In England there is a new genetic system being introduced.  The system is working with the devolved nations too.  FH testing is included in this, which is a great step forward, but we still don’t have routine systematic child-parent screening.  If we are to achieve the 25% published identification of FH cases by 2024, this approach needs to be introduced, this will not be achieved otherwise.  More to the point, it is doing a disservice to families leaving them undiagnosed and untreated and at huge risk. 

Whilst writing this blog, we heard that the NHS have agreed to pilot a programme to screen children for FH in three areas of England.  There is much work to do to in order to get this moving, but we are absolutely delighted.  We will work closely with the system to do everything we can to make sure this actually happens.

3.     Treatment

Recommendation: Treatment for FH should be person-centered and available.  Ideally, treatment should begin in childhood and continue over the life course.
There are guidelines around this across the UK, including treating FH by the age of 10.  Once again, it is the application of this that is so important and that is patchy.

4.     Severe and Homozygous FH

Recommendation: Create, as a special case, separate guidelines for severe and homozygous FH.

HEART UK’s MS&R have published guidelines as mentioned above, although there are sometimes barriers with access to treatment.

5.     Family-Based Care

Recommendation: Develop a family-based care plan across primary and secondary care screening of family members.

Each clinic decides their own approach, some do have a family based approach including both secondary and primary care. 

6.     Registries

Recommendation: Fund national and international FH registries.

HEART UK believe there should be one place for FH data in the UK.  There is one system used for the whole of Wales and this is also used in more than half of England.  Northern Ireland are implementing the same system.   However, Scotland use their own genetic database for all genetic conditions.  There is more work to do on this to make it a truly ‘national’ registry and it needs to be centrally operated in order for the system to work seamlessly.  We are working with the key stakeholders to support this to happen.  Without a registry we will not know where we are with the reaching that 25% target.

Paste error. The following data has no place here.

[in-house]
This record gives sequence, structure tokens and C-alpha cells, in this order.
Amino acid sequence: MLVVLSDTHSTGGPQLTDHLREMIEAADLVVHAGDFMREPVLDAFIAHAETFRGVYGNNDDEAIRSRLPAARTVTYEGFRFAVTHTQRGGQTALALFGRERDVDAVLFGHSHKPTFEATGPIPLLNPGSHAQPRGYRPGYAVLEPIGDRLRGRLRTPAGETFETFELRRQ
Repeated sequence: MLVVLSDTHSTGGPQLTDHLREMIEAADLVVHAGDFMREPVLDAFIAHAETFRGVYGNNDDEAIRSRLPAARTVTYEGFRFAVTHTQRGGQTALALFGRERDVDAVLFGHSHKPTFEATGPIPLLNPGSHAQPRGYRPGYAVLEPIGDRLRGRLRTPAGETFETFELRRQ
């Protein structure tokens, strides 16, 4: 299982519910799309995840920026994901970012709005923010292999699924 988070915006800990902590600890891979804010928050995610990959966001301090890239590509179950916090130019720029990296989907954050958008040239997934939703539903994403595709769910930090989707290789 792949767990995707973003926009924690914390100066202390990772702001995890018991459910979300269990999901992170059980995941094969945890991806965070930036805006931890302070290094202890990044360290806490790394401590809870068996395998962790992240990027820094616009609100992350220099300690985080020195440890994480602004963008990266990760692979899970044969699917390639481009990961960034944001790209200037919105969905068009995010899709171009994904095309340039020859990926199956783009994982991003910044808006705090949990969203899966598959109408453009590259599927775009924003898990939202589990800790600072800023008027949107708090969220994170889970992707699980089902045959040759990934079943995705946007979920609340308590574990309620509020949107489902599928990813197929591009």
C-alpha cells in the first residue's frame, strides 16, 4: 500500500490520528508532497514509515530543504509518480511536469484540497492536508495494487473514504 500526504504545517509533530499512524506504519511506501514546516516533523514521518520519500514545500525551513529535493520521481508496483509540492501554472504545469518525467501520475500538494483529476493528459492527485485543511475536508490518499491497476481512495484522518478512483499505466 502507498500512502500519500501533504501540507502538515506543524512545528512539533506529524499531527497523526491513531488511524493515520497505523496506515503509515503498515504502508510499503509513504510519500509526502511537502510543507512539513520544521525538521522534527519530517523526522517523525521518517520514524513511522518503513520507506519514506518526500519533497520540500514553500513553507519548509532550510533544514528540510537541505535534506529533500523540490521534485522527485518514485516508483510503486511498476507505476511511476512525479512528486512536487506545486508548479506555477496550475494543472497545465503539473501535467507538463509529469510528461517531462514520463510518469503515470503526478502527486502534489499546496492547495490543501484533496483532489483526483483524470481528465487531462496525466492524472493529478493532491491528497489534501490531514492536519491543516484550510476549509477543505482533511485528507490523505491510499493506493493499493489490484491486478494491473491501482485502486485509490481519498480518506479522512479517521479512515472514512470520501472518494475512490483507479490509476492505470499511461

7.     Research

Recommendation: Fund research into the genetic and environmental factors influencing the expression of inherited lipid disorders.

There are many papers published from the UK on this subject matter.  Of course, a general approach is to always say more research is needed, and it is, if we are to find all the FH cases across the country.  What we also need to understand is how many deaths are caused from FH across all ages.  Even though there is a code for FH that can be used on death certificates, it is usually ‘heart attack’ that is registered as the cause.

8.     Cost/Value

Recommendation: Understand value in FH care, both for the family and for society, including gained years of life expectancy, gained years of life without disability, and lost productivity.

Economics have been published around FH in the UK.  However, they tend to focus on the cost and value to the health system, rather than the family.  Of course the cost to a family of a family member having an early heart attack or dying suddenly cannot be put into pounds, shillings and pence.  It might wake up the whole system it we could do this! 

So in summary, in the UK there has been a lot done but there is still a lot to do if we are to find all the people who have FH.  We have definitely moved the needle on this, but we need to finish sewing the garment, get this done and keep all the families together. 

Jules Payne, Chief Executive, HEART UK